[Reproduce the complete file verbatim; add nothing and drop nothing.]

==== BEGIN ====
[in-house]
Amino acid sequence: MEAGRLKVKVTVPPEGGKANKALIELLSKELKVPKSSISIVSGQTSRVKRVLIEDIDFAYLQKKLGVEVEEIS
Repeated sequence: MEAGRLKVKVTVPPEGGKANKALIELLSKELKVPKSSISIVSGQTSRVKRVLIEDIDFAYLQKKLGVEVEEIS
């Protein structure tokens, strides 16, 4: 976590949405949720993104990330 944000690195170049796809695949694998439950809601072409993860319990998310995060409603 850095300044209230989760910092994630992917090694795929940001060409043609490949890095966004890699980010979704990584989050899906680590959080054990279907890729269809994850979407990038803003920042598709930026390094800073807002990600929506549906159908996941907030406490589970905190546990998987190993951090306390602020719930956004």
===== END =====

[in-house]
Amino acid sequence: MEAGRLKVKVTVPPEGGKANKALIELLSKELKVPKSSISIVSGQTSRVKRVLIEDIDFAYLQKKLGVEVEEIS
Repeated sequence: MEAGRLKVKVTVPPEGGKANKALIELLSKELKVPKSSISIVSGQTSRVKRVLIEDIDFAYLQKKLGVEVEEIS
């Protein structure tokens, strides 16, 4: 976590949405949720993104990330 944000690195170049796809695949694998439950809601072409993860319990998310995060409603 850095300044209230989760910092994630992917090694795929940001060409043609490949890095966004890699980010979704990584989050899906680590959080054990279907890729269809994850979407990038803003920042598709930026390094800073807002990600929506549906159908996941907030406490589970905190546990998987190993951090306390602020719930956004």